3. Continued and improved awareness among civil servants and political appointees about natural security issues, both at home and at our missions abroad, especially in Iraq and Afghanistan, where resource challenges will contribute to those countries’ long-term security and stability.
4. A robust strategy for the Arctic that clearly states U.S. priorities and backs those priorities with the appropriate and necessary resources. In particular, U.S. policymakers need to invest in U.S. Coast Guard Arctic capabilities, including more icebreakers and other assets that allow the Coast Guard to accomplish its statutory missions in the High North.
Chinese Premier Wen Jiabao delivered a speech on China’s five year plan at the Eleventh Party Congress on Saturday. (The Wall Street Journal provided a transcript here.) His remarks covered the gamut of state policy issues, but natural security challenges played a prominent role throughout. Since China plays a vital role in the topics we address on this blog, Premier Wen’s remarks are worth recounting at length.
Wen’s speech linked China’s economic growth and energy policies to environmental issues like climate change. This emphasis on climate change and environmentally friendly policies was one of the more noteworthy parts of the new five year plan, with Wen boldly pledging to “actively respond to climate change.” It seems that dealing with climate change is now seen by the Party leadership as an important element for sustaining economic growth. In fact, in a February 27, 2011 webinar, Wen told citizens that rapid economic growth would not come at the expense of the environment, according to Xinhua News. At times, Wen’s speech implied that dealing with environmental issues was also important for social stability. This was particularly true with regard to pollution. On pollution, Premier Wen said that Beijing would address marine, water, air and heavy metal pollution. Wen also pledged to “carry out major ecological restoration projects, intensify the protection and management of major functional ecological zones…. [and] protect natural forest resources.”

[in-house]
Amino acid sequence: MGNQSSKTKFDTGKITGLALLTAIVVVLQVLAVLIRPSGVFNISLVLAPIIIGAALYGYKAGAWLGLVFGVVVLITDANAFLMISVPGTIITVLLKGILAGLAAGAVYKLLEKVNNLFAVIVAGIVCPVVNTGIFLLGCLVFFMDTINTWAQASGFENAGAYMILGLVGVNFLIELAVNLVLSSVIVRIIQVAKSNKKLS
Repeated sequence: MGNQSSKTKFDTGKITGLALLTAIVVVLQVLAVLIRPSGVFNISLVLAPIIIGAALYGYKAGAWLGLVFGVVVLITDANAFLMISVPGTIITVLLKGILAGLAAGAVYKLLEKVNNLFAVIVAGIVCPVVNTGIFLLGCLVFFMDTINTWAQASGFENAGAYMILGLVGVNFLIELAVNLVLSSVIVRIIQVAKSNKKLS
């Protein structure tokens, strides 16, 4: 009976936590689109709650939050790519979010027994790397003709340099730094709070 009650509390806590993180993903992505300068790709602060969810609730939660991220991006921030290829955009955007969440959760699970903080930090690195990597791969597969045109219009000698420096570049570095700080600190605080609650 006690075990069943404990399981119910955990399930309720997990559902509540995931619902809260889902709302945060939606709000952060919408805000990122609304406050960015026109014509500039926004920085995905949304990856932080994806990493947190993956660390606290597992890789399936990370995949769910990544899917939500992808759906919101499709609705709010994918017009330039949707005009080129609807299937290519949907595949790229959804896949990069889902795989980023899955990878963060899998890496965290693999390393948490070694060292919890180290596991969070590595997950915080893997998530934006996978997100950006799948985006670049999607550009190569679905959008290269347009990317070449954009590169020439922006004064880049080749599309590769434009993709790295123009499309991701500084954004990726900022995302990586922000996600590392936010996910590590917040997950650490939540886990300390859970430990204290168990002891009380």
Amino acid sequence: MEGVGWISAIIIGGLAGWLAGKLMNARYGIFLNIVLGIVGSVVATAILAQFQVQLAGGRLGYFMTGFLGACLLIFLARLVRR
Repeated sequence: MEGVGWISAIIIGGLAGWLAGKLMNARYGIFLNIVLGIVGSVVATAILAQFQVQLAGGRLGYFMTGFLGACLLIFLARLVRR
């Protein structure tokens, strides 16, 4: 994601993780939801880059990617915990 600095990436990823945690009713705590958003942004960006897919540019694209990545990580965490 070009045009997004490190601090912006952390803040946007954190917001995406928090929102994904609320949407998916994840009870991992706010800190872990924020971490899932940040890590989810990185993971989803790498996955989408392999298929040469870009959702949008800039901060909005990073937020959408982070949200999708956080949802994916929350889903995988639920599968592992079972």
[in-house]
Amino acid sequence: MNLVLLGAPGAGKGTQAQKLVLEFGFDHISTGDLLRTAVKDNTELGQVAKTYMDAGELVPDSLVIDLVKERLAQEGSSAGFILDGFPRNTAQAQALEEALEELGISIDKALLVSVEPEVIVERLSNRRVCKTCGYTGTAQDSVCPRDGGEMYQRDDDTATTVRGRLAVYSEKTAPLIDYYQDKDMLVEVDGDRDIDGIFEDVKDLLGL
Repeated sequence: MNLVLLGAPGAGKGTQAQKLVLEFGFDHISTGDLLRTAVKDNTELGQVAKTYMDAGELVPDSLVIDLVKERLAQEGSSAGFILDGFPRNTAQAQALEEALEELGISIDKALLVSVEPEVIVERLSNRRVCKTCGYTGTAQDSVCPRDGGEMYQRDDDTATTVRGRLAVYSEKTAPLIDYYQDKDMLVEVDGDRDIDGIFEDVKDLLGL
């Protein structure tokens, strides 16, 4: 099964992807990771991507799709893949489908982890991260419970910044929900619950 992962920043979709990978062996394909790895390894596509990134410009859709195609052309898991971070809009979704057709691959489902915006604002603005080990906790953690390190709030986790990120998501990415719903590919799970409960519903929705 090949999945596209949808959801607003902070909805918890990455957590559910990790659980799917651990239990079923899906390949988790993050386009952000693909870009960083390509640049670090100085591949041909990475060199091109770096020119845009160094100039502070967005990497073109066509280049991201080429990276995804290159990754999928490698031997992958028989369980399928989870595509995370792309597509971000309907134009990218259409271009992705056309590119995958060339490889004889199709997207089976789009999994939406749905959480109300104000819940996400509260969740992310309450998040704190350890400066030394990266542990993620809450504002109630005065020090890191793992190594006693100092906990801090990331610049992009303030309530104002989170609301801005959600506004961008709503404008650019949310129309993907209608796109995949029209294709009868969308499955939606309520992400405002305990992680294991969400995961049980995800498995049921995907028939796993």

This week, the CNAS Asia-Pacific Security team is in South Korea where we co-hosted a conference with the Seoul-based East Asia Institute, The ROK-US Alliance: Planning for the Future, and launched a new CNAS report – which you should definitely checkout when it becomes available tomorrow – Securing South Korea: A Strategic Alliance for the 21st Century.
Concerning natural security, I wanted to highlight two points from the conference that were particularly memorable.
First, according to a few panelists, more attention should be paid to the desperate state of human security in North Korea as a component contributing to potential instability. Indeed, two aspects of human security in North Korea deserve examination: the lack of food and environmental security. For years, North Koreans have suffered from food shortages, exacerbated by both perennial drought and flooding. Further, environmental issues such as soil degradation and deforestation plague rural areas of North Korea, hindering effective farming practices and intensifying food shortages. While the international community remains focused on North Korea’s aggressive provocations and recent nuclear revelations, food shortages, widespread starvation and environmental woes persist. In short, the North Korean people quietly suffer as their regime loudly provokes the international community, devoting resources to enhance military capabilities rather than the delivery of desperately needed public goods and services.
As you know, we have been following the shrewd insights of Alex Stark, formerly of the Natural Security blog, who has been covering the Cancun UN climate negotiations in person as part of the Adopt a Negotiator program, part of the Global Campaign for Climate Action. Alex was in Tianjin, China for the UN negotiations in October, and has been reporting on the Cancun proceedings throughout the week through her blog and via Twitter. Here is Alex’s latest post:
Negotiators have been working feverishly over the past several days trying to prepare an unbracketed negotiating text with several options clearly outlined on the most contentious issues. The text will be turned over to high-level ministers to resolve these remaining issues by Friday. On Monday and Tuesday, negotiators worked behind closed doors in small groups and bilateral discussions on the different issues, passing on a finalized version of their piece of the text to the chairs of the KP (Kyoto Protocol) and LCA (Long-term Cooperative Action) tracks, who worked overnight to pull together two coherent texts to present to the entire Conference of the Parties in an informal stocktaking session this morning. The COP insiders daily Earth Negotiations Bulletin newsletter reports that “the mood remained constructive in some informals groups, while in the others, some parties reported ‘a complete lack of progress.’”
Where do the issues stand now in the LCA text, what contentious problems remain and where is the United States in all of this?